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Grant money to fund 19 projects in Elgin

Patrick Cook shrink wraps packages cards while working workshop The Associatifor Individual Development Elg2011. AID is slated receive $40000 Community

Patrick Cook shrink wraps packages of cards while working in the workshop at The Association for Individual Development in Elgin in 2011. AID is slated to receive $40,000 in Community Development Block Grant money from the city this year. | File~Sun-Times

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Updated: February 23, 2014 6:26AM



ELGIN — A jump in federal funding and money left over from past projects means Elgin finds itself in the unique position of being able to fund all of the eligible 2014 public facility and public service project requests for HUD Community Development Block Grant money.

The extra funds come from a $460,000 increase in the city’s 2013 federal allocation and from projects in past years that were completed under budget.

“It’s great that there will be money to help so many groups that help so many residents,” Councilman Richard Dunne said.

According to supporting material for Wednesday night’s city council meeting, 20 project proposals from Elgin nonprofits and government entities were submitted.

Of those, 17 were determined to be eligible for the block grant funding, two require additional eligible activity verification, and one is ineligible.

The ineligible submission was from the owners of The Professional Building downtown, which does not qualify because it is not a nonprofit.

Dunne and fellow Councilman John Steffen worked with the city’s community development department staff to review the projects and initially prepared a list of 13 projects to be suggested for funding.

Two types of projects can qualify for CDBG money: public facilities work, which includes rehabilitation and upgrading buildings; and public service projects, which include rental assistance to social service agencies.

Typically, HUD (U.S. Department of Housing and Urban Development) allows only 15 percent of a community’s total CDBG allocation for a program year to be awarded to public service projects.

So, along with the original 13 suggested projects, three others would be funded from the excess CDBG funding, pending city council approval. Staff is recommending that funding for a housing repair program proposed by My Father’s Hands Housing be deferred pending finalization of the project.

“The groups are to be commended for knowing how the process works well enough that their projects were within both the means and the qualification considerations,” Dunne said.

Funding request breakdowns

Elgin’s Residential Rehabilitation Program — which usually gets an annual allocation — currently only funds work done to the exterior of properties. In July, HUD required Elgin to update its policies to address lead hazards on both the exterior and interior of properties participating in the program.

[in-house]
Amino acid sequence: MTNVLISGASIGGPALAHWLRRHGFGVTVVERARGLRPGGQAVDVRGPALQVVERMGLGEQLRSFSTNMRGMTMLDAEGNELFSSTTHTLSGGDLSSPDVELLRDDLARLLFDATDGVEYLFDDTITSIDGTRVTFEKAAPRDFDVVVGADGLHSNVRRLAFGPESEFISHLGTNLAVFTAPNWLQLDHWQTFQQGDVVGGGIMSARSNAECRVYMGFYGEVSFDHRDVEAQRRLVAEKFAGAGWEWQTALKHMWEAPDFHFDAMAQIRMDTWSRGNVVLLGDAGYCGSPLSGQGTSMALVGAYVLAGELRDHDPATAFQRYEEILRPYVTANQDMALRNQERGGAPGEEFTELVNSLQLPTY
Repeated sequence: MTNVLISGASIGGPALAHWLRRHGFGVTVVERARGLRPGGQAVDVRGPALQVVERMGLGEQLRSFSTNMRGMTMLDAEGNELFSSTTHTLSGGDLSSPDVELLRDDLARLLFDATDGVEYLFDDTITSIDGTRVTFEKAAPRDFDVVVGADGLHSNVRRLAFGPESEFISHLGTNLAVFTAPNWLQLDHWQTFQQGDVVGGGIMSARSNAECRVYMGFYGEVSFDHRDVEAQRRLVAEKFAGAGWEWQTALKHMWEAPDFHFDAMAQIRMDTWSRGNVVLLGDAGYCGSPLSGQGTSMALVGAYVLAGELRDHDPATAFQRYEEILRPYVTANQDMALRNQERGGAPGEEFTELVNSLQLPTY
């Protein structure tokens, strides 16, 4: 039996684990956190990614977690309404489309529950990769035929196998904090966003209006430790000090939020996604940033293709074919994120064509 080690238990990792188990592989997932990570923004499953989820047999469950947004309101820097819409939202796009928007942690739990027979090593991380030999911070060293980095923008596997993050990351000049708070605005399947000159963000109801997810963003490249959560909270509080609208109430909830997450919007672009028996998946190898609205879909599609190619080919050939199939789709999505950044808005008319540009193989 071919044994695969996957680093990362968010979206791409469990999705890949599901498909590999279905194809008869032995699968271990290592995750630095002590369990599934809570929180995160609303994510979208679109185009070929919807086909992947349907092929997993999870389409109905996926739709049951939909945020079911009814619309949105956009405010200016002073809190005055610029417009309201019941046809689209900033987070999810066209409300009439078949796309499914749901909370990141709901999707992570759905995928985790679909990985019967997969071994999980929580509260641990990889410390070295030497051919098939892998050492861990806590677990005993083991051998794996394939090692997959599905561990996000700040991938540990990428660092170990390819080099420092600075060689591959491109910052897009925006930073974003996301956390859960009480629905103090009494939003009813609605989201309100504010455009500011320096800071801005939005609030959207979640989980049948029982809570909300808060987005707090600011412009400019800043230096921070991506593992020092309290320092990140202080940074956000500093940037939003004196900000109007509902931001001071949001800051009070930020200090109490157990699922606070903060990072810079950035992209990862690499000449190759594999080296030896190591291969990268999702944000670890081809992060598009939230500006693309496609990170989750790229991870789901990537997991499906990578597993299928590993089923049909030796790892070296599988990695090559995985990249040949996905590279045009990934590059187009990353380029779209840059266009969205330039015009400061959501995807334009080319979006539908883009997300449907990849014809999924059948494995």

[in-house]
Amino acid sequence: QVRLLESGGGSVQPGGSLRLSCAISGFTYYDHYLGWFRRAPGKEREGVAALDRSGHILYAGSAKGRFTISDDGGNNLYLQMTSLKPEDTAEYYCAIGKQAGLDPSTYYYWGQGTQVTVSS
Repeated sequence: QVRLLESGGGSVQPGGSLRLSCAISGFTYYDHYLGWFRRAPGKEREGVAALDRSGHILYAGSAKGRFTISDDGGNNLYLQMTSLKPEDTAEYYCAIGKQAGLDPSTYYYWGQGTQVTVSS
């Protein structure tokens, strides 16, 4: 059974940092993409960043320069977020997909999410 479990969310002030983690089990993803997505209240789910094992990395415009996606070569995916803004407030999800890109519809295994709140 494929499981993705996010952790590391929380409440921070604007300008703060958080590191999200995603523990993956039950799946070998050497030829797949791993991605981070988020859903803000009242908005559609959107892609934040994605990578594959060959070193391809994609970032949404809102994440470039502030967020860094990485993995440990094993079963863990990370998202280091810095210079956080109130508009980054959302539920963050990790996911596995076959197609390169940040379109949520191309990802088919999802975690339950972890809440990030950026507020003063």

Thus, conducting risk assessments of the interiors of participating properties will be part of the process. The results of those could mean people may have to relocate temporarily while the lead is being removed.

As such, Dunne said the city is seeking further clarification from HUD on its policy change to ensure funding can properly be doled out.

A 30-day public review and comment period begins Jan. 24 and ends Feb. 23. The city council will conduct the final public hearing on March 19, then will vote to adopt a resolution authorizing staff to submit an annual action plan to HUD.

The city would take $55,801 to administer the program.

Recipients

Projects suggested to be awarded funding include:

Association for Individual Development, $40,000 for safety and accessibility renovations.

The city of Elgin, up to $325,212 for its residential rehabilitation program, with $112,559.52 from 2014’s allocation and the rest from the balance of remaining excess CDBG money.

Community Crisis Center, $50,050 for roof and HVAC improvements.

Ecker Center for Mental Health, $70,385 for parking lot and walkway rehabilitation.

Greater Elgin Family Care Center, $60,000 in excess CDBG money to for Summit Health Center renovations.

My Father’s Hands Housing, a possible $30,000 from excess CDBG money to perform repairs for low-income elderly and disabled residents, pending clarification of guidelines.

Northern Illinois Food Bank, $50,000 for salvage, waste and recycling expansion, with the money coming from excess CDBG money, also those pending clarification of guidelines.

Open Door Clinic of Greater Elgin, $50,000 to go toward a new building project, with the money coming from excess CDBG money.

Renz Addiction Counseling Center, $35,000 for parking lot repaving.

Well Child Center, $55,000 to replace an HVAC system.

YWCA, $150,000 for remodeling.

Senior Services Associates, $66,480 for building maintenance, with the money coming from excess CDBG money.

Hanover Township, $25,000 for an elevator project at the Izaak Walton Center.

Housing Authority of Elgin, $60,790 for multifamily residential rehabilitation programs, with the money coming from excess CDBG money.

Elgin Wayside Center, $30,010 for rental reimbursement.

HOPE Fair Housing Center, $28,629.48 for programs and services.

PADS (Public Action to Deliver Shelter) of Elgin, $50,000 for rental reimbursement.

Senior Services Associates, $36,000 for rental reimbursement.



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